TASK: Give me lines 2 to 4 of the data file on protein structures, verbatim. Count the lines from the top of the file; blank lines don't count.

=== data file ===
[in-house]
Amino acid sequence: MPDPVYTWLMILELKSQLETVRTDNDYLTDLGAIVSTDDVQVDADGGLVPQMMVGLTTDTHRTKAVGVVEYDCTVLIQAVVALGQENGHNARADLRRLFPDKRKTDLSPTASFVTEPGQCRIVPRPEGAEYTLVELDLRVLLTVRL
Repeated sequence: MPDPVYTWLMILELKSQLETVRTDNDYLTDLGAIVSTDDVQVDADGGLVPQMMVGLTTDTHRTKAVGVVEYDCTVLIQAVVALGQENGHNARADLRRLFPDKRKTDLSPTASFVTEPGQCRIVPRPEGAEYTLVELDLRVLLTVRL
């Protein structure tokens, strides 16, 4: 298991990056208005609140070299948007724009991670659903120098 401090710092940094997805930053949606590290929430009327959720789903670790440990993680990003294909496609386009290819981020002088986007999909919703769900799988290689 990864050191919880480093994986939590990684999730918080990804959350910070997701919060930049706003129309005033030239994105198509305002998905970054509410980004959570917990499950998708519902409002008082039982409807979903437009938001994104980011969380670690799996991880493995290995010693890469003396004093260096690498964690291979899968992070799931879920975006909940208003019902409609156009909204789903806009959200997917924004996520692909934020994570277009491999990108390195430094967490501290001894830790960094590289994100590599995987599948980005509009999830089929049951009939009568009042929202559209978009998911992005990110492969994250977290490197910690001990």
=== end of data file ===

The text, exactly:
Amino acid sequence: MPDPVYTWLMILELKSQLETVRTDNDYLTDLGAIVSTDDVQVDADGGLVPQMMVGLTTDTHRTKAVGVVEYDCTVLIQAVVALGQENGHNARADLRRLFPDKRKTDLSPTASFVTEPGQCRIVPRPEGAEYTLVELDLRVLLTVRL
Repeated sequence: MPDPVYTWLMILELKSQLETVRTDNDYLTDLGAIVSTDDVQVDADGGLVPQMMVGLTTDTHRTKAVGVVEYDCTVLIQAVVALGQENGHNARADLRRLFPDKRKTDLSPTASFVTEPGQCRIVPRPEGAEYTLVELDLRVLLTVRL
């Protein structure tokens, strides 16, 4: 298991990056208005609140070299948007724009991670659903120098 401090710092940094997805930053949606590290929430009327959720789903670790440990993680990003294909496609386009290819981020002088986007999909919703769900799988290689 990864050191919880480093994986939590990684999730918080990804959350910070997701919060930049706003129309005033030239994105198509305002998905970054509410980004959570917990499950998708519902409002008082039982409807979903437009938001994104980011969380670690799996991880493995290995010693890469003396004093260096690498964690291979899968992070799931879920975006909940208003019902409609156009909204789903806009959200997917924004996520692909934020994570277009491999990108390195430094967490501290001894830790960094590289994100590599995987599948980005509009999830089929049951009939009568009042929202559209978009998911992005990110492969994250977290490197910690001990």